Plan your trip and allow extra travel time for regular toilet and exercise breaks. Dogs easily suffer heat stress, never leave them unattended in the vehicle, consider window shades for extra shade while traveling.

It's a must to make sure all of your pets Vaccinations are up to date. A check up with your Vet before you head off is also recommended. It's a good idea to also make sure that micro chipping details and registrations are up to date. Hopefully there's not the need, but anyone can get sick on holidays, including your pet/s. Before you head off, find out where the local vet or pet hospital is. Make sure have packed any medication your pet will need for the duration of the trip.

These day finding pet friendly accommodation is easy as searching the Internet. Pet friendly Accommodation can range from pet friendly Farm stays, pet friendly B&B's, Camping, to Caravan parks. You don't need to head to the country either, some inner city hotels are pet friendly also.
Before you book, check with rules and regulations. size restrictions, bedding requirements, restricted areas. Try and pick a location that will suit your pets regular routine.

Temp Dog Sitter: 
So you're on holidays and see a great show you wanna see or get invite out for dinner, and its not pet friendly, what are you to do?? some pet friendly accommodations have a pet sitting service, inquire when you make your booking. If not, is there a local pet sitter?  better to have the information in case you might need it.

You can also travel with your cat as long as you take into account their personal needs. Make sure you check with the destination, some places may allow dogs, but not cats. The above information about traveling with dogs is relevant to cats also.
Traveling essentials:
  • Cat carrier. (possibly a light sheet to cover)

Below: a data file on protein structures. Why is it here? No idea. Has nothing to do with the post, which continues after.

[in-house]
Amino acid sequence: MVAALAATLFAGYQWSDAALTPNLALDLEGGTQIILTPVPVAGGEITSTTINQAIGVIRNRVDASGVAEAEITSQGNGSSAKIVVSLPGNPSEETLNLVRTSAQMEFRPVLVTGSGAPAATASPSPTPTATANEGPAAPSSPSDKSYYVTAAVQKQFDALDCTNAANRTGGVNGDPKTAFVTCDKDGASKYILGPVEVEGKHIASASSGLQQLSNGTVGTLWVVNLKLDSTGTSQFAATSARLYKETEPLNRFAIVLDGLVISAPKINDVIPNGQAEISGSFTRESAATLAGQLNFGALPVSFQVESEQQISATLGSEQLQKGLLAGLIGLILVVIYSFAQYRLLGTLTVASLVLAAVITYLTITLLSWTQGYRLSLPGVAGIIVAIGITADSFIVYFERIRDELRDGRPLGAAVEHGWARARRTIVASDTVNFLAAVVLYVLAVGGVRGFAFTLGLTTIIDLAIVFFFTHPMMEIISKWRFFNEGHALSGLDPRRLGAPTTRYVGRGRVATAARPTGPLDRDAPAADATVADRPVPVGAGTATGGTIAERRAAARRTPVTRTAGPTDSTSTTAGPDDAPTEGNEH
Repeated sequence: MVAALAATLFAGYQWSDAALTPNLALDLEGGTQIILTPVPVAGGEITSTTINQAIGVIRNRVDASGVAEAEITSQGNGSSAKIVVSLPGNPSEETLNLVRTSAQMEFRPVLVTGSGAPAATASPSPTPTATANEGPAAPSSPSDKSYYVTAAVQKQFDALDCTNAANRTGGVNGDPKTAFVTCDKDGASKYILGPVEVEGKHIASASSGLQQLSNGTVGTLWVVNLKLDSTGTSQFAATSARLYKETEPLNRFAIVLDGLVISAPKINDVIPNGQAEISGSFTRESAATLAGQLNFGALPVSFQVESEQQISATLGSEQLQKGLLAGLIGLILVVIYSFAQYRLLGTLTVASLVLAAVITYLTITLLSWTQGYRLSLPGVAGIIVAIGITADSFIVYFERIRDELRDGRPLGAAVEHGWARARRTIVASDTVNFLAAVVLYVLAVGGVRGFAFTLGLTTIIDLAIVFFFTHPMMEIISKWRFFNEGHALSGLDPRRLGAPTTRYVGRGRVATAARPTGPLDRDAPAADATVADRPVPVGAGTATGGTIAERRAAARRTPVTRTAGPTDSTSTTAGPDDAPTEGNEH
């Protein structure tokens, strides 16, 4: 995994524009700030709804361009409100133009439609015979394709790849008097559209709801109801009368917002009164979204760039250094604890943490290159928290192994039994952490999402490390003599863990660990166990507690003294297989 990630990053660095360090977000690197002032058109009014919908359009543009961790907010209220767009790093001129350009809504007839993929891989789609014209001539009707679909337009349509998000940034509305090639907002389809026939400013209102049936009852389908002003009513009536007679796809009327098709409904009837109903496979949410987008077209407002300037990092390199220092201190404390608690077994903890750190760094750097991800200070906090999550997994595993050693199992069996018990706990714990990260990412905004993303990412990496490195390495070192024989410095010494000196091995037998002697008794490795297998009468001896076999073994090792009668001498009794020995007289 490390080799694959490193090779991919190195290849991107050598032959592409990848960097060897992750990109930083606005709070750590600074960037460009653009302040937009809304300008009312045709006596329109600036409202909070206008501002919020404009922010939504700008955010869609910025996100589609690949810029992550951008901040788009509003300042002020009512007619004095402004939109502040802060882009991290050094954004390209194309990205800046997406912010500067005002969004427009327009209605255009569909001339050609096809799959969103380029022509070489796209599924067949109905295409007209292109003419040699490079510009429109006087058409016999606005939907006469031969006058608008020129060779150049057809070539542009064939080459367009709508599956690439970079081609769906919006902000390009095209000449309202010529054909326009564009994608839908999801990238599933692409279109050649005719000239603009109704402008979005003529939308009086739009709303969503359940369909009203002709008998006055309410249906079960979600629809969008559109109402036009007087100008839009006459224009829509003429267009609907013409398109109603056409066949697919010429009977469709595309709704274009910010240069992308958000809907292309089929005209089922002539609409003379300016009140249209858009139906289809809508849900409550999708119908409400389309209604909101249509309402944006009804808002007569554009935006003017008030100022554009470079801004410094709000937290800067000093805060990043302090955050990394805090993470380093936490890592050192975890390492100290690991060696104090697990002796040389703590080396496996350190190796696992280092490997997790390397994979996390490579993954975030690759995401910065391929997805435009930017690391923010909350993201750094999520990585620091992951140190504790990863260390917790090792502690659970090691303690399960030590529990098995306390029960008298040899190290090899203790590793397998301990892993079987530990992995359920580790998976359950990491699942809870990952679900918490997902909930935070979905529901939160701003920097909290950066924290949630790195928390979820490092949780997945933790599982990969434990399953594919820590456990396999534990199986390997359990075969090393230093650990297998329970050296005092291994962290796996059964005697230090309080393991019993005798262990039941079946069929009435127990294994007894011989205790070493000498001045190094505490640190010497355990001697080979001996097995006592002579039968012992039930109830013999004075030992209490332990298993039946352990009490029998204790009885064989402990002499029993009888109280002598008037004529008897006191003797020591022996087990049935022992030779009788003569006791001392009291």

• Food, water and bowls.
  • Toys and bedding. 
  • Litter and accessories.
  • Walking harness.
  • Introduce your cat to car travel gradually. for example: start with a short trip around the block, then down to the shops, slowly make the trips longer.
  • There's a good chance that the stress of the situation, that you cat might make wets, a waterproof sheet would come in handy in this situation, as would some paper towels and a pet safe disinfectant.
  • to increase your pets security, and help it feel safer, take along their favorite toy or blanket.
  • Make a habit of stopping every couple of hours for a toilet break and a drink of water, and to clean their carrier of any accidents (which should be done as soon as possible).
  • It can be a good idea not to feed your cat too large a meal prior to travel. Some pets are probable to experience car sickness. 
  • Open the window enough so your cat gets some fresh air, but not enough to be able to escape from.
  • Never leave your cat in a hot car, even for a few minutes, leaving a pet in a hot car is extremely dangerous and faces penalties in most states.
Copyright © 2016 Sugarland Vet Clinic, All rights reserved.